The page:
The morning of my interview with writer and producer Paul Rudnick, a new press release pops into my inbox: Netflix’s “Social Distance” to star Danielle Brooks and others. Added to the pile of other forthcoming series like NBC’s “Connecting,” Freeform’s “Love in the Time of Corona,” and now HBO’s buzzy special presentation of “Coastal Elites,” which Rudnick penned, an answer to how production can safely or alternatively continue during the COVID-19 pandemic is slowly taking shape.
“I think people are becoming very inventive because people are yearning to work, and people need to work, and people need the jobs,” Rudnick posits of the trend. “We’re trying to figure out a way to keep the industry going as best as we can, and so I was so grateful and so thrilled to have this opportunity [to film ‘Coastal Elites’]. Everyone involved had a sense of working under duress and sort of goodwill towards the project; when you’re working on things in wartime, you cut out a lot of nonsense.”
For its part, “Coastal Elites” is a means of cutting through the nonsense. A five-part series of monologues from Bette Midler, Sarah Paulson, Issa Rae, Dan Levy, and Kaitlyn Dever playing charicatured iterations of its titular stereotype, Rudnick’s script, filmed entirely in quarantine via webcam, is his way to comment on the times we’re living through with his art. He says that filming with director Jay Roach in such a way and with such top-tier talent, while “very exciting,” was simply a product of circumstance. He began writing the monologues a year ago, long before “coronavirus” was seen splashed across daily headlines. While meant for the stage (Rudnick is also at work writing the book for the stage musical adaptation of “The Devil Wears Prada”), it still began as a response to our current political moment, as so much of our greatest theater is.
“Everyone I knew on every side of the political divide had been having a four-year-long panic attack,” he says. “Everyone was angry and heartbroken and passionately concerned for the future of the country, so it reached a point where I couldn’t not write about it. The characters were—and this is my favorite kind of writing—insisting on being heard. And so I pretty much just surrendered.”
Without a commitment to be in-person for a New York stage run (and with a commitment to everyone’s health and no safety measure left untaken), the special’s dream cast, miraculously, came together with similar ease.
“We made a dream list and we got all of them,” Rudnick says. “I’ve had very few experiences like that where you ask someone and they say yes and you just say, ‘Thank you gods of casting.’ ” Just in case, Rudnick admits he did his best to avoid writing specifically for his dream casting, with one notable exception: the Divine Miss M.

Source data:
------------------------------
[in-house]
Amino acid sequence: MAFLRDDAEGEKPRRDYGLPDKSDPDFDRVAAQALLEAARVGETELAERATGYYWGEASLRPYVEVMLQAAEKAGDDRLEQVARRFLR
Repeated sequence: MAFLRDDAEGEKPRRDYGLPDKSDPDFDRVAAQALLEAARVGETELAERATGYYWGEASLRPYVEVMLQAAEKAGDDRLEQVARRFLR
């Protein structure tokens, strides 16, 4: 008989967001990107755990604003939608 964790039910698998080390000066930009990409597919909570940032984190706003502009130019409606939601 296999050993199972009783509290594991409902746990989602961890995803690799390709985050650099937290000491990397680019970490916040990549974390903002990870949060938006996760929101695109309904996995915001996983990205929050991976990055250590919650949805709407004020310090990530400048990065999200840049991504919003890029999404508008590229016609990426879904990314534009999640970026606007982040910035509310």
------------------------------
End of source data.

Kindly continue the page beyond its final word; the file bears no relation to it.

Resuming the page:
“When you imagine Bette Midler in that role and then suddenly she’s doing it, it’s just the best sort of artistic epiphany—or some less pretentious phrase. You just feel like, ‘Oh my god, that’s exactly how I heard it and saw it and so much better.’ It’s Christmas morning in terms of casting,” he gushes.
Reflecting on the writing process of “Coastal Elites” and the rest of his acclaimed résumé across film, TV, and theater (“Addams Family Values” and “Sister Act” among them), Rudnick leaves our interview with some parting advice for those who want to write their own work: There’s a good reason for first drafts.
“Don’t worry your work to death,” he advises. “It’s so different for every artist, but get it on the page. Then you can look at it, then you can rewrite it, then you can hear it. Your words are not as precious as you might imagine. And that’s something that I think is true throughout the rehearsal process as well. It’s not pure gold. Listen to everyone, and here’s the most insane and valuable piece of advice: Sometimes stupid people can have great ideas, so listen to everyone. There’ll be the brilliant people; there’ll be the Jay Roaches and a cast like this where you think, Oh my god, write it down! But I’ve also been in a room where I’d think, That’s an idiot. You just shut up. And then I hear them say something and I go, ‘You know what? They’re actually right.’ You have to swallow it and you have to just slap yourself and say thank you. Don’t overprotect yourself.”
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